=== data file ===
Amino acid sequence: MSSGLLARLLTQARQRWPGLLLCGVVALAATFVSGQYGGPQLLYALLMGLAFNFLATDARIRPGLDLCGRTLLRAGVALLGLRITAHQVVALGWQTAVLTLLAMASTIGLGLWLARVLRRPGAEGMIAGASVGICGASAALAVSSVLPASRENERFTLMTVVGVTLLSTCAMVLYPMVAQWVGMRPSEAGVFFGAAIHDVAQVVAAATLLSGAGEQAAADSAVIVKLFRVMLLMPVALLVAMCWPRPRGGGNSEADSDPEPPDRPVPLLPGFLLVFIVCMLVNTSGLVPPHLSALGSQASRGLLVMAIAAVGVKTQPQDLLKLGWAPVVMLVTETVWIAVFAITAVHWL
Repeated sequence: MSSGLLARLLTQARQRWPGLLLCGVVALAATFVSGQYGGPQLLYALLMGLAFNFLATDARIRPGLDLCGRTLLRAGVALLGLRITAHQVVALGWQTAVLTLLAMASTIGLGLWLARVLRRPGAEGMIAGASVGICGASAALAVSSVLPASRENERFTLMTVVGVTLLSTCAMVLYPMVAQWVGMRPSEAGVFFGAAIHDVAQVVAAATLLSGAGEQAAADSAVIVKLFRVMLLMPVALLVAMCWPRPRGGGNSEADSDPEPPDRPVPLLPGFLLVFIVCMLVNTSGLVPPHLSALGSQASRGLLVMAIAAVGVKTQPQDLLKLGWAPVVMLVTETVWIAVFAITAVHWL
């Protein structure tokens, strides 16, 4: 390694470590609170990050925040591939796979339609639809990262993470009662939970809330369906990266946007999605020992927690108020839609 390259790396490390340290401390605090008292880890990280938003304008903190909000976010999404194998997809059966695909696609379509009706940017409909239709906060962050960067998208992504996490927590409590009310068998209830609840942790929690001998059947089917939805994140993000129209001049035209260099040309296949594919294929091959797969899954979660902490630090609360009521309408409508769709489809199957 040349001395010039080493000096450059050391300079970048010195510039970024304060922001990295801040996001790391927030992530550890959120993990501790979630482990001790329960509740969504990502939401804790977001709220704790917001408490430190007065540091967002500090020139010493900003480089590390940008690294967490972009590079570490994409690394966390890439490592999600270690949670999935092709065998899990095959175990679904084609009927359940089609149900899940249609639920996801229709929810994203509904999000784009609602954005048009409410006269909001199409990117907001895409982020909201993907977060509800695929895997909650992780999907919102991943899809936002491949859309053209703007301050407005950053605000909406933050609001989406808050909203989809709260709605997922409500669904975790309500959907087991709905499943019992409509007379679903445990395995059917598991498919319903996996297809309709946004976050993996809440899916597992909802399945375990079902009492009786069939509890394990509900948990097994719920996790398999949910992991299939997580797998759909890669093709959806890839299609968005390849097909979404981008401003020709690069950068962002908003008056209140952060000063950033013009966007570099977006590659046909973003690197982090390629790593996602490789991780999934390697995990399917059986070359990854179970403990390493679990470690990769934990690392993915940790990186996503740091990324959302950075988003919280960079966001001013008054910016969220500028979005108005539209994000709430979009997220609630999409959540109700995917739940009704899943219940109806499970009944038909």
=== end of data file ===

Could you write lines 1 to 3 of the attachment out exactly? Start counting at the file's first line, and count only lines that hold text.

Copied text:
Amino acid sequence: MSSGLLARLLTQARQRWPGLLLCGVVALAATFVSGQYGGPQLLYALLMGLAFNFLATDARIRPGLDLCGRTLLRAGVALLGLRITAHQVVALGWQTAVLTLLAMASTIGLGLWLARVLRRPGAEGMIAGASVGICGASAALAVSSVLPASRENERFTLMTVVGVTLLSTCAMVLYPMVAQWVGMRPSEAGVFFGAAIHDVAQVVAAATLLSGAGEQAAADSAVIVKLFRVMLLMPVALLVAMCWPRPRGGGNSEADSDPEPPDRPVPLLPGFLLVFIVCMLVNTSGLVPPHLSALGSQASRGLLVMAIAAVGVKTQPQDLLKLGWAPVVMLVTETVWIAVFAITAVHWL
Repeated sequence: MSSGLLARLLTQARQRWPGLLLCGVVALAATFVSGQYGGPQLLYALLMGLAFNFLATDARIRPGLDLCGRTLLRAGVALLGLRITAHQVVALGWQTAVLTLLAMASTIGLGLWLARVLRRPGAEGMIAGASVGICGASAALAVSSVLPASRENERFTLMTVVGVTLLSTCAMVLYPMVAQWVGMRPSEAGVFFGAAIHDVAQVVAAATLLSGAGEQAAADSAVIVKLFRVMLLMPVALLVAMCWPRPRGGGNSEADSDPEPPDRPVPLLPGFLLVFIVCMLVNTSGLVPPHLSALGSQASRGLLVMAIAAVGVKTQPQDLLKLGWAPVVMLVTETVWIAVFAITAVHWL
């Protein structure tokens, strides 16, 4: 390694470590609170990050925040591939796979339609639809990262993470009662939970809330369906990266946007999605020992927690108020839609 390259790396490390340290401390605090008292880890990280938003304008903190909000976010999404194998997809059966695909696609379509009706940017409909239709906060962050960067998208992504996490927590409590009310068998209830609840942790929690001998059947089917939805994140993000129209001049035209260099040309296949594919294929091959797969899954979660902490630090609360009521309408409508769709489809199957 040349001395010039080493000096450059050391300079970048010195510039970024304060922001990295801040996001790391927030992530550890959120993990501790979630482990001790329960509740969504990502939401804790977001709220704790917001408490430190007065540091967002500090020139010493900003480089590390940008690294967490972009590079570490994409690394966390890439490592999600270690949670999935092709065998899990095959175990679904084609009927359940089609149900899940249609639920996801229709929810994203509904999000784009609602954005048009409410006269909001199409990117907001895409982020909201993907977060509800695929895997909650992780999907919102991943899809936002491949859309053209703007301050407005950053605000909406933050609001989406808050909203989809709260709605997922409500669904975790309500959907087991709905499943019992409509007379679903445990395995059917598991498919319903996996297809309709946004976050993996809440899916597992909802399945375990079902009492009786069939509890394990509900948990097994719920996790398999949910992991299939997580797998759909890669093709959806890839299609968005390849097909979404981008401003020709690069950068962002908003008056209140952060000063950033013009966007570099977006590659046909973003690197982090390629790593996602490789991780999934390697995990399917059986070359990854179970403990390493679990470690990769934990690392993915940790990186996503740091990324959302950075988003919280960079966001001013008054910016969220500028979005108005539209994000709430979009997220609630999409959540109700995917739940009704899943219940109806499970009944038909």